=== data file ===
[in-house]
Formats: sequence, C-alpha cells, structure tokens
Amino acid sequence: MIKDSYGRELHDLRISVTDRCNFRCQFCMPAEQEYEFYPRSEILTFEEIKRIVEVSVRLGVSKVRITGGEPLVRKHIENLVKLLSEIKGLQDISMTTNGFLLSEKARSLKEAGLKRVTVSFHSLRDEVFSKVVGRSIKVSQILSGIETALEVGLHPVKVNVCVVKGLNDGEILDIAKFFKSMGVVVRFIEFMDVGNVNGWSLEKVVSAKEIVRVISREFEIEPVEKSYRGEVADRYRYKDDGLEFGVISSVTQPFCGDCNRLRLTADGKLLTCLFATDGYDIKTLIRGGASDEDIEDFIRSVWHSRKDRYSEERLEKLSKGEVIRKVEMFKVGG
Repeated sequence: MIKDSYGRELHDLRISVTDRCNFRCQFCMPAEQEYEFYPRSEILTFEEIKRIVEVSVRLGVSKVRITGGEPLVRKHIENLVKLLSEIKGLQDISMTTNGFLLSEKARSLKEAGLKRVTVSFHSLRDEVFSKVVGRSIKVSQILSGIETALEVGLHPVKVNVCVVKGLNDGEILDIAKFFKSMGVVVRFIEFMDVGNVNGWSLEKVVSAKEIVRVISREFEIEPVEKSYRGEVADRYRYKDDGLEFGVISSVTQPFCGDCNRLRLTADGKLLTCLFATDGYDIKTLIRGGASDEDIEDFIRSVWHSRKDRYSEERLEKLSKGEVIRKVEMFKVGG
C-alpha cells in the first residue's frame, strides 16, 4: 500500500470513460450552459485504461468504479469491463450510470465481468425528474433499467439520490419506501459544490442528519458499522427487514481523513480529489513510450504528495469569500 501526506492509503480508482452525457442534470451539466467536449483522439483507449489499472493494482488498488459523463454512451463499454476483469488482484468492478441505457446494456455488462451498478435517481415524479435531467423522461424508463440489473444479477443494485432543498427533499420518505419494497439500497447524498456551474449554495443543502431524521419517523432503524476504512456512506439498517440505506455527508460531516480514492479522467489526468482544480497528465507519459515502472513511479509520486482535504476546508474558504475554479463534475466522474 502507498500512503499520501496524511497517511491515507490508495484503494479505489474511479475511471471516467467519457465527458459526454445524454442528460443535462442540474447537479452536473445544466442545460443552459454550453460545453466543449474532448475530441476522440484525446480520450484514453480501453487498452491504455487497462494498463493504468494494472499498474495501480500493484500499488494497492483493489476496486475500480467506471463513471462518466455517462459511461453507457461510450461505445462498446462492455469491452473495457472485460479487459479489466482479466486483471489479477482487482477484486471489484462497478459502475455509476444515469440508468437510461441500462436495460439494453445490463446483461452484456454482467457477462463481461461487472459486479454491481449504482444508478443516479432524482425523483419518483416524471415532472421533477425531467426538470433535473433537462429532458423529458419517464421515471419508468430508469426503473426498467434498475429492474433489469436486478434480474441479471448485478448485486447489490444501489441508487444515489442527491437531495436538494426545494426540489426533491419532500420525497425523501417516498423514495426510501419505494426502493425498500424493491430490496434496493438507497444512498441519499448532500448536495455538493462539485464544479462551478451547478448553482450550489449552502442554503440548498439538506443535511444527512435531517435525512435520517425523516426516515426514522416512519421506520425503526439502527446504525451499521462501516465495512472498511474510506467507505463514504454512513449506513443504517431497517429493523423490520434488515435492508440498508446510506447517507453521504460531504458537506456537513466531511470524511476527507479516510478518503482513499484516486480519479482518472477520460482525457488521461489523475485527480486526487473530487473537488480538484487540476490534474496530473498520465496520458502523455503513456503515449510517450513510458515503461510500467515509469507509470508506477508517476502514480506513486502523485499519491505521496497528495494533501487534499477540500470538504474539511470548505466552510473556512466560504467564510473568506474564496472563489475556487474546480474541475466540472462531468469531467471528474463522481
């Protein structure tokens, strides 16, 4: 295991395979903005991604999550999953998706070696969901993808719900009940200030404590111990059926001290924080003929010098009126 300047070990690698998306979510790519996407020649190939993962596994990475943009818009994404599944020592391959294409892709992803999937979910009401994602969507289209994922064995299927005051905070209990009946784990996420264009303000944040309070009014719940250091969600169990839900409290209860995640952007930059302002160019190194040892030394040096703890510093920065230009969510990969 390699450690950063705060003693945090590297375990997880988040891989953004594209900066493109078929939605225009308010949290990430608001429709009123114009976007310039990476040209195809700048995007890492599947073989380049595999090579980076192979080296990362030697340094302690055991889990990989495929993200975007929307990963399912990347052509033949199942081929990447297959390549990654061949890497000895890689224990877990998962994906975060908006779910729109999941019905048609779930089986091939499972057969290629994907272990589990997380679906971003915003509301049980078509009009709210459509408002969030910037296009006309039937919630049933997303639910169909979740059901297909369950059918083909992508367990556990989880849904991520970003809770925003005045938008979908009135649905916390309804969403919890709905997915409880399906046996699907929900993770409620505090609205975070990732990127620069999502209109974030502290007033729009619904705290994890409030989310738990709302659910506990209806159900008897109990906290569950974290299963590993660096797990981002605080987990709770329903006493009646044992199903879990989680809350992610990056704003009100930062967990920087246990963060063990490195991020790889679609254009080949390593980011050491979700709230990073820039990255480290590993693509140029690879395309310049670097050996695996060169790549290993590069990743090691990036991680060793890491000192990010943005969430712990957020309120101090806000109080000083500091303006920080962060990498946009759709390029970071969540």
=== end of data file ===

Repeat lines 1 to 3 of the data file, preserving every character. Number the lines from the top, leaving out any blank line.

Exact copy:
[in-house]
Formats: sequence, C-alpha cells, structure tokens
Amino acid sequence: MIKDSYGRELHDLRISVTDRCNFRCQFCMPAEQEYEFYPRSEILTFEEIKRIVEVSVRLGVSKVRITGGEPLVRKHIENLVKLLSEIKGLQDISMTTNGFLLSEKARSLKEAGLKRVTVSFHSLRDEVFSKVVGRSIKVSQILSGIETALEVGLHPVKVNVCVVKGLNDGEILDIAKFFKSMGVVVRFIEFMDVGNVNGWSLEKVVSAKEIVRVISREFEIEPVEKSYRGEVADRYRYKDDGLEFGVISSVTQPFCGDCNRLRLTADGKLLTCLFATDGYDIKTLIRGGASDEDIEDFIRSVWHSRKDRYSEERLEKLSKGEVIRKVEMFKVGG